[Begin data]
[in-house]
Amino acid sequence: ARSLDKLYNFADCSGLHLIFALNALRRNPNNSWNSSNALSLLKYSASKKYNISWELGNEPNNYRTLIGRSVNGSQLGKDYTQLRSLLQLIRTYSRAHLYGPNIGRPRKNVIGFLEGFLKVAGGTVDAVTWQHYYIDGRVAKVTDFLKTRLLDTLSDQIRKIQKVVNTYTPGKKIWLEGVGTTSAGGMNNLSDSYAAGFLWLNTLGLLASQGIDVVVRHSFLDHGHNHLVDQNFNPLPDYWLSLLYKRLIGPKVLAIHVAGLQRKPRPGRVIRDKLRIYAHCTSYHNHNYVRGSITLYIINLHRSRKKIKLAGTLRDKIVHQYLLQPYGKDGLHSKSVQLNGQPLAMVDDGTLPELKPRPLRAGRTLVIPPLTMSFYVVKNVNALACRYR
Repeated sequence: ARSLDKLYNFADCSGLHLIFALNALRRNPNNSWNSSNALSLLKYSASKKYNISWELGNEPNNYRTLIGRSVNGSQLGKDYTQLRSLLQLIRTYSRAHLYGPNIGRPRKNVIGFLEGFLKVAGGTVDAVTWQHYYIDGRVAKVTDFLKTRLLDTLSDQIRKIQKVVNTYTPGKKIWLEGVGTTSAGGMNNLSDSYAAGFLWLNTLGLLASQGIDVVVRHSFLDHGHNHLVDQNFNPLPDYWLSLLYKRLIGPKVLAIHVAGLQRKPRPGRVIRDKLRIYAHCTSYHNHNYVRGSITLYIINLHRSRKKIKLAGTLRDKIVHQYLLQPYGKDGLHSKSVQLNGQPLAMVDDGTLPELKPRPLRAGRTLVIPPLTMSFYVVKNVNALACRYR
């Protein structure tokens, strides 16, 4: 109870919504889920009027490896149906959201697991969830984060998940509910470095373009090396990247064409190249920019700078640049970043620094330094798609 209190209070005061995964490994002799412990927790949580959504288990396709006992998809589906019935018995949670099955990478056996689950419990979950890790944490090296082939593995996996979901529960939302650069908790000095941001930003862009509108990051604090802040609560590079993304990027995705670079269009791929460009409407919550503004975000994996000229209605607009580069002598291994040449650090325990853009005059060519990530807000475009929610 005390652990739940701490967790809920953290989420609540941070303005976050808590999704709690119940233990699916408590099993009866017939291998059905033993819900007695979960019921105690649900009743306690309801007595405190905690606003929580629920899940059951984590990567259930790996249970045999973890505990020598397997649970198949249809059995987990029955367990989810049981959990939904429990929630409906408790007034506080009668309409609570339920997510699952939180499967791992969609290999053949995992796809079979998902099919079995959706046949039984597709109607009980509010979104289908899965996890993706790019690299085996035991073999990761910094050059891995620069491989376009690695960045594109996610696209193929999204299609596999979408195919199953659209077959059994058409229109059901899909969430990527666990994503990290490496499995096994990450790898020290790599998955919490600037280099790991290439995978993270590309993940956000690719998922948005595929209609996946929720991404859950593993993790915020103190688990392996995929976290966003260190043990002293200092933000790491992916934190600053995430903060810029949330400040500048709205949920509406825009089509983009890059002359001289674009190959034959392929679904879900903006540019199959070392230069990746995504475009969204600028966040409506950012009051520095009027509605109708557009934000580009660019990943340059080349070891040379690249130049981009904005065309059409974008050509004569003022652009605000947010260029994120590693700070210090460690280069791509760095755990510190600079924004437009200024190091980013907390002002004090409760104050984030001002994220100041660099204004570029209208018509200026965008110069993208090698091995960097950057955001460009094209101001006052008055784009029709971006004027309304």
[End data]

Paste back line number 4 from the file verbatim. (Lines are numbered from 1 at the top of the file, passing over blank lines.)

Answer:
């Protein structure tokens, strides 16, 4: 109870919504889920009027490896149906959201697991969830984060998940509910470095373009090396990247064409190249920019700078640049970043620094330094798609 209190209070005061995964490994002799412990927790949580959504288990396709006992998809589906019935018995949670099955990478056996689950419990979950890790944490090296082939593995996996979901529960939302650069908790000095941001930003862009509108990051604090802040609560590079993304990027995705670079269009791929460009409407919550503004975000994996000229209605607009580069002598291994040449650090325990853009005059060519990530807000475009929610 005390652990739940701490967790809920953290989420609540941070303005976050808590999704709690119940233990699916408590099993009866017939291998059905033993819900007695979960019921105690649900009743306690309801007595405190905690606003929580629920899940059951984590990567259930790996249970045999973890505990020598397997649970198949249809059995987990029955367990989810049981959990939904429990929630409906408790007034506080009668309409609570339920997510699952939180499967791992969609290999053949995992796809079979998902099919079995959706046949039984597709109607009980509010979104289908899965996890993706790019690299085996035991073999990761910094050059891995620069491989376009690695960045594109996610696209193929999204299609596999979408195919199953659209077959059994058409229109059901899909969430990527666990994503990290490496499995096994990450790898020290790599998955919490600037280099790991290439995978993270590309993940956000690719998922948005595929209609996946929720991404859950593993993790915020103190688990392996995929976290966003260190043990002293200092933000790491992916934190600053995430903060810029949330400040500048709205949920509406825009089509983009890059002359001289674009190959034959392929679904879900903006540019199959070392230069990746995504475009969204600028966040409506950012009051520095009027509605109708557009934000580009660019990943340059080349070891040379690249130049981009904005065309059409974008050509004569003022652009605000947010260029994120590693700070210090460690280069791509760095755990510190600079924004437009200024190091980013907390002002004090409760104050984030001002994220100041660099204004570029209208018509200026965008110069993208090698091995960097950057955001460009094209101001006052008055784009029709971006004027309304």